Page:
I'm not a member of Scranton's artsy crowd and I severely doubt I'll ever set foot inside to see a show.  I'm sure it will be great stuff, but it's not for me.  If Anthracite is chosen, the sun will still rise tomorrow.

If we're going to choose a name from the past, let's make sure it's the right one.

Tuesday, July 22, 2014

Unfinished Business

I hope you never lose a job.  Having been through it a few times, you become a lot more sensitive when you learn about what other people are going through.  When several Arby's around here closed, most people thought "Where am I going to get my curly fries?"  I saw the faces of people who showed up for work, and who were met with silence from their bosses, along with locked doors.  You might say that they are only fast food jobs, they don't pay well, and there are a lot of them out there.  Maybe so, but any job is a good job when you really need one.

Due to the 45th anniversary of the first moon landing, I've been thinking about the space program.  If you haven't seen it, go to YouTube and look at Will McAvoy's speech from the opening episode of HBO's "The Newsroom."  He goes off on how America is no longer the world's greatest country because times have changed.  Said McAvoy, "We built great big things, made ungodly technological advances, explored the universe...."  The Saturn V rocket was a big thing.  Going to the moon was a big thing.  Do we do anything big these days?  We tried to free Iraq and Afghanistan.  I guess that was big.  Health care?  You can debate that one for months.  iPhone6?  Shampoo and conditioner in the same bottle?  AM Crunch Wrap?  We stopped going to the moon in 1972. The space shuttle was neat, and the same goes for the International Space Station.  It's fascinating that probes launched years ago still work from the outer fringes of the solar system.  Is it big?  Are we expanding our reach?  The jury is out.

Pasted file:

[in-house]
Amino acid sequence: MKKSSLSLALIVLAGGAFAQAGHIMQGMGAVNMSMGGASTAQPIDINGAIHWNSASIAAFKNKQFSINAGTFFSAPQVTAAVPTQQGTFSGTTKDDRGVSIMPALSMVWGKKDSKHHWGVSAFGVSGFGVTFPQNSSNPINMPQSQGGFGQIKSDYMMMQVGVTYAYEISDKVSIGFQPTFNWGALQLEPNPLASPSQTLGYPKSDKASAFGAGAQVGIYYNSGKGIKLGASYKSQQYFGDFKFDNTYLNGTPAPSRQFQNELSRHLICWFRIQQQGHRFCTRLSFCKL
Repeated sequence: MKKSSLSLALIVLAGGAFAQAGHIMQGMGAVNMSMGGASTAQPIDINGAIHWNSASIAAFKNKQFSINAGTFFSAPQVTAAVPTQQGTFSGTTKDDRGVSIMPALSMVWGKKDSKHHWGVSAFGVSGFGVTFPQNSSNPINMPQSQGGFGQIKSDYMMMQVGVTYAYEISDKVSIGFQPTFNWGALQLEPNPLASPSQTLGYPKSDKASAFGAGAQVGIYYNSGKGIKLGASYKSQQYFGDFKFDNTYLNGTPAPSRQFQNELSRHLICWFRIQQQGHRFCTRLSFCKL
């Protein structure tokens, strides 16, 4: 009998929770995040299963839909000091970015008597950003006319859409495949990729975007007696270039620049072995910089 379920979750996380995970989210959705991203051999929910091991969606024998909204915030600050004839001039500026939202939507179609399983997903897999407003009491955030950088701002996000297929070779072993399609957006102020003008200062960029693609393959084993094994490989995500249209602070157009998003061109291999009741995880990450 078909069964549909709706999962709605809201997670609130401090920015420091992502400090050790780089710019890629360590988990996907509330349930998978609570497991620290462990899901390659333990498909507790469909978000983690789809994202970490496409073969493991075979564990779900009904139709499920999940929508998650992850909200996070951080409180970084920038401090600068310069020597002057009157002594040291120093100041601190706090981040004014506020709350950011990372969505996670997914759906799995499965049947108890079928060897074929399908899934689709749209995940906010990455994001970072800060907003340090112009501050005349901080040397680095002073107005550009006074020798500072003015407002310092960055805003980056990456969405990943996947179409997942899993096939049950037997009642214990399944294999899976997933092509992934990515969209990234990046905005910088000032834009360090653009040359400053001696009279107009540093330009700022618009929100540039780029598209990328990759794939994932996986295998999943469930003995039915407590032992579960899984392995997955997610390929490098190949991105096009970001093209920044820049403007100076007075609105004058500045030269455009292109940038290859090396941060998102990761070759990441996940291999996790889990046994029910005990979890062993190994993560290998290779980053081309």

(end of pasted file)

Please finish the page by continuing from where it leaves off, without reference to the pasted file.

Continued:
I've expressed my affection for David Letterman's "Late Show" in this space in the past.  I hope you saw Monday night's show.  It started with a funny talk with Jeff Daniels.  It was followed by a sometimes serious, sometimes humorous chat with Norah O'Donnell of "CBS This Morning."  The show ended with Will Lee and a stage full of musicians performing "MacArthur Park."  It was a full orchestra, and it must have cost a fortune.  One of Letterman's best shows ever.

I produce WNEP's weekend morning newscasts, and I do try to be family sensitive by keeping dead animals and bodies at an absolute minimum.  We have a war in the Middle East and a jet crash in Ukraine.  Some of the images have been disturbing at any hour, especially the morning.  Keep in mind, we don't want to sanitize the horror, but we do want to make sure people, especially kids, aren't terrified by what they see on television.